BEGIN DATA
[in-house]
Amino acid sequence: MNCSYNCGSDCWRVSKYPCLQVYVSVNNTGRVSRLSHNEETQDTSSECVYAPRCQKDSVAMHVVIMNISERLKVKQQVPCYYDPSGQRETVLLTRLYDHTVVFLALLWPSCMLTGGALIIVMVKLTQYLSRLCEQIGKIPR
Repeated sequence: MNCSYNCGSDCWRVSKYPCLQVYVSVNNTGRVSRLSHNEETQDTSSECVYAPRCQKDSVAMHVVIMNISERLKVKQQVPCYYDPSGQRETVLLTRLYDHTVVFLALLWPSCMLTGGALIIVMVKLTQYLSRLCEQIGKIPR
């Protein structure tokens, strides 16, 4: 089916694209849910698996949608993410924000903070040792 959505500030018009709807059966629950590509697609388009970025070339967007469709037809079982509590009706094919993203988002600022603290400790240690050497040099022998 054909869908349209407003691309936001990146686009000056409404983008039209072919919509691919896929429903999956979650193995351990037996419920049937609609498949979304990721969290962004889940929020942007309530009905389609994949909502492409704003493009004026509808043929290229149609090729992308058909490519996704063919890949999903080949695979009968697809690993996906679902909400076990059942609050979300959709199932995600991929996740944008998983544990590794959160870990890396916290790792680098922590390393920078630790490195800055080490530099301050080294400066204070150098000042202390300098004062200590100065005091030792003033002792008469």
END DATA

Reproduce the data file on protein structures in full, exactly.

[in-house]
Amino acid sequence: MNCSYNCGSDCWRVSKYPCLQVYVSVNNTGRVSRLSHNEETQDTSSECVYAPRCQKDSVAMHVVIMNISERLKVKQQVPCYYDPSGQRETVLLTRLYDHTVVFLALLWPSCMLTGGALIIVMVKLTQYLSRLCEQIGKIPR
Repeated sequence: MNCSYNCGSDCWRVSKYPCLQVYVSVNNTGRVSRLSHNEETQDTSSECVYAPRCQKDSVAMHVVIMNISERLKVKQQVPCYYDPSGQRETVLLTRLYDHTVVFLALLWPSCMLTGGALIIVMVKLTQYLSRLCEQIGKIPR
């Protein structure tokens, strides 16, 4: 089916694209849910698996949608993410924000903070040792 959505500030018009709807059966629950590509697609388009970025070339967007469709037809079982509590009706094919993203988002600022603290400790240690050497040099022998 054909869908349209407003691309936001990146686009000056409404983008039209072919919509691919896929429903999956979650193995351990037996419920049937609609498949979304990721969290962004889940929020942007309530009905389609994949909502492409704003493009004026509808043929290229149609090729992308058909490519996704063919890949999903080949695979009968697809690993996906679902909400076990059942609050979300959709199932995600991929996740944008998983544990590794959160870990890396916290790792680098922590390393920078630790490195800055080490530099301050080294400066204070150098000042202390300098004062200590100065005091030792003033002792008469």